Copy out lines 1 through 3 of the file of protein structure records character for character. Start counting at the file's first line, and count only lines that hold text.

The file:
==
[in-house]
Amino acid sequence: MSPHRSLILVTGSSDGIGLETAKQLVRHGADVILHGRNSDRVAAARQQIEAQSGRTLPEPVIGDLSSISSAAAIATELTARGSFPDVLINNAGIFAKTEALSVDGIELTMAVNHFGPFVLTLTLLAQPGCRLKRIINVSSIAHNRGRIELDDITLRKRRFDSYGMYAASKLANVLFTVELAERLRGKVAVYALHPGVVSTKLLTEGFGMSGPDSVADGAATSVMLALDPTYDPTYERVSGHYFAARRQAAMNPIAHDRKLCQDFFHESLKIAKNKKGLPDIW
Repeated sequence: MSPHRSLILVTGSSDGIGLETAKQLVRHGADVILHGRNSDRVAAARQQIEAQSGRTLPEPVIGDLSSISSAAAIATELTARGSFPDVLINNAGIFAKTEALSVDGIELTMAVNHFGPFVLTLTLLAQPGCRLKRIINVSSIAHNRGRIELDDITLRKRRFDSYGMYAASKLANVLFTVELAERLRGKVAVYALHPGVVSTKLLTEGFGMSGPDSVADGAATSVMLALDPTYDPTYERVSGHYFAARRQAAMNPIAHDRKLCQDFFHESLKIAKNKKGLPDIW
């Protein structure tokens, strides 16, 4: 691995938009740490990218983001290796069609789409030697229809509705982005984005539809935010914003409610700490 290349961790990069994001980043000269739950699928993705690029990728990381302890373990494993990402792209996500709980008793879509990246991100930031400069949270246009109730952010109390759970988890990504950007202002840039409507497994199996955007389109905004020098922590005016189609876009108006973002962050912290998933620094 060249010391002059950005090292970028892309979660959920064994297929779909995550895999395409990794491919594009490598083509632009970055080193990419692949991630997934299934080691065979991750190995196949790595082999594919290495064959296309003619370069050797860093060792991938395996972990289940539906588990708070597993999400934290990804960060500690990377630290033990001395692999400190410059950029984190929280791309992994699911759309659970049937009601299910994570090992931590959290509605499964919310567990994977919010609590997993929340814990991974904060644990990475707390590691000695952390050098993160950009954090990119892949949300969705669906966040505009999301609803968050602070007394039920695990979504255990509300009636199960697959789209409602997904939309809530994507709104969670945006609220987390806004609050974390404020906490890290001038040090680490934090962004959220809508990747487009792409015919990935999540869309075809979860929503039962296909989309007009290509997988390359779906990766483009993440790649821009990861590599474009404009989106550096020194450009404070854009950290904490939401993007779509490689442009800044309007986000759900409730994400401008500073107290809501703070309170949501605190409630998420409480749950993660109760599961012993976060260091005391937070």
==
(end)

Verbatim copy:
[in-house]
Amino acid sequence: MSPHRSLILVTGSSDGIGLETAKQLVRHGADVILHGRNSDRVAAARQQIEAQSGRTLPEPVIGDLSSISSAAAIATELTARGSFPDVLINNAGIFAKTEALSVDGIELTMAVNHFGPFVLTLTLLAQPGCRLKRIINVSSIAHNRGRIELDDITLRKRRFDSYGMYAASKLANVLFTVELAERLRGKVAVYALHPGVVSTKLLTEGFGMSGPDSVADGAATSVMLALDPTYDPTYERVSGHYFAARRQAAMNPIAHDRKLCQDFFHESLKIAKNKKGLPDIW
Repeated sequence: MSPHRSLILVTGSSDGIGLETAKQLVRHGADVILHGRNSDRVAAARQQIEAQSGRTLPEPVIGDLSSISSAAAIATELTARGSFPDVLINNAGIFAKTEALSVDGIELTMAVNHFGPFVLTLTLLAQPGCRLKRIINVSSIAHNRGRIELDDITLRKRRFDSYGMYAASKLANVLFTVELAERLRGKVAVYALHPGVVSTKLLTEGFGMSGPDSVADGAATSVMLALDPTYDPTYERVSGHYFAARRQAAMNPIAHDRKLCQDFFHESLKIAKNKKGLPDIW